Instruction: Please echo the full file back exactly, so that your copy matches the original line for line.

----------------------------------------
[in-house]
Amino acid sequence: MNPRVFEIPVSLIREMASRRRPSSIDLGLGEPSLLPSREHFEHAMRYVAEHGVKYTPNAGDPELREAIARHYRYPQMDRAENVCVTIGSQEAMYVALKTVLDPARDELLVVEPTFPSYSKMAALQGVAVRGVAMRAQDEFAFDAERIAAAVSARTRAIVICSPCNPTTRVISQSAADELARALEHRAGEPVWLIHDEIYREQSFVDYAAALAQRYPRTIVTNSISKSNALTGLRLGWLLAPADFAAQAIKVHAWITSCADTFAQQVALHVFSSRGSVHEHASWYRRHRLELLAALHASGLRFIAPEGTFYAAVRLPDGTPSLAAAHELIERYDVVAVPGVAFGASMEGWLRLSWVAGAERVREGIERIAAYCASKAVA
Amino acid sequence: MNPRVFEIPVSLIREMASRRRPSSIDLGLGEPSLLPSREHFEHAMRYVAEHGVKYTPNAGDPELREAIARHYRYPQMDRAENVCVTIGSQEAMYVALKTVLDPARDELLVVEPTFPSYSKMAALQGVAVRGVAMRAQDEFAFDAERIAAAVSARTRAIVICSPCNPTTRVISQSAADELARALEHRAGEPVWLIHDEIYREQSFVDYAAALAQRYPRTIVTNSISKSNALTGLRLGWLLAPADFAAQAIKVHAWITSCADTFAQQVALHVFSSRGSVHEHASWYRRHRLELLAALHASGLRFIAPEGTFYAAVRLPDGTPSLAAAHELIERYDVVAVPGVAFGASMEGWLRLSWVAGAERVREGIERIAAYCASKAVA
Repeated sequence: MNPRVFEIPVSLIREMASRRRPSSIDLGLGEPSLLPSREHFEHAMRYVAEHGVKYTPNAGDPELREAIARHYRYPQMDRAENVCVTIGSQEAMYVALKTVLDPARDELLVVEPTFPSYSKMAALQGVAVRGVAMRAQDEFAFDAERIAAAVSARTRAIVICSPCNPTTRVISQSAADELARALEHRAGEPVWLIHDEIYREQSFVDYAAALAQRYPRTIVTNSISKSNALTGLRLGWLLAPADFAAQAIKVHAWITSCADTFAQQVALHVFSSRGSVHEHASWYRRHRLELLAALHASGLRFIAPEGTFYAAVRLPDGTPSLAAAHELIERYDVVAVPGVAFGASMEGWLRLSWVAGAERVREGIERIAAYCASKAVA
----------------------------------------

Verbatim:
[in-house]
Amino acid sequence: MNPRVFEIPVSLIREMASRRRPSSIDLGLGEPSLLPSREHFEHAMRYVAEHGVKYTPNAGDPELREAIARHYRYPQMDRAENVCVTIGSQEAMYVALKTVLDPARDELLVVEPTFPSYSKMAALQGVAVRGVAMRAQDEFAFDAERIAAAVSARTRAIVICSPCNPTTRVISQSAADELARALEHRAGEPVWLIHDEIYREQSFVDYAAALAQRYPRTIVTNSISKSNALTGLRLGWLLAPADFAAQAIKVHAWITSCADTFAQQVALHVFSSRGSVHEHASWYRRHRLELLAALHASGLRFIAPEGTFYAAVRLPDGTPSLAAAHELIERYDVVAVPGVAFGASMEGWLRLSWVAGAERVREGIERIAAYCASKAVA
Amino acid sequence: MNPRVFEIPVSLIREMASRRRPSSIDLGLGEPSLLPSREHFEHAMRYVAEHGVKYTPNAGDPELREAIARHYRYPQMDRAENVCVTIGSQEAMYVALKTVLDPARDELLVVEPTFPSYSKMAALQGVAVRGVAMRAQDEFAFDAERIAAAVSARTRAIVICSPCNPTTRVISQSAADELARALEHRAGEPVWLIHDEIYREQSFVDYAAALAQRYPRTIVTNSISKSNALTGLRLGWLLAPADFAAQAIKVHAWITSCADTFAQQVALHVFSSRGSVHEHASWYRRHRLELLAALHASGLRFIAPEGTFYAAVRLPDGTPSLAAAHELIERYDVVAVPGVAFGASMEGWLRLSWVAGAERVREGIERIAAYCASKAVA
Repeated sequence: MNPRVFEIPVSLIREMASRRRPSSIDLGLGEPSLLPSREHFEHAMRYVAEHGVKYTPNAGDPELREAIARHYRYPQMDRAENVCVTIGSQEAMYVALKTVLDPARDELLVVEPTFPSYSKMAALQGVAVRGVAMRAQDEFAFDAERIAAAVSARTRAIVICSPCNPTTRVISQSAADELARALEHRAGEPVWLIHDEIYREQSFVDYAAALAQRYPRTIVTNSISKSNALTGLRLGWLLAPADFAAQAIKVHAWITSCADTFAQQVALHVFSSRGSVHEHASWYRRHRLELLAALHASGLRFIAPEGTFYAAVRLPDGTPSLAAAHELIERYDVVAVPGVAFGASMEGWLRLSWVAGAERVREGIERIAAYCASKAVA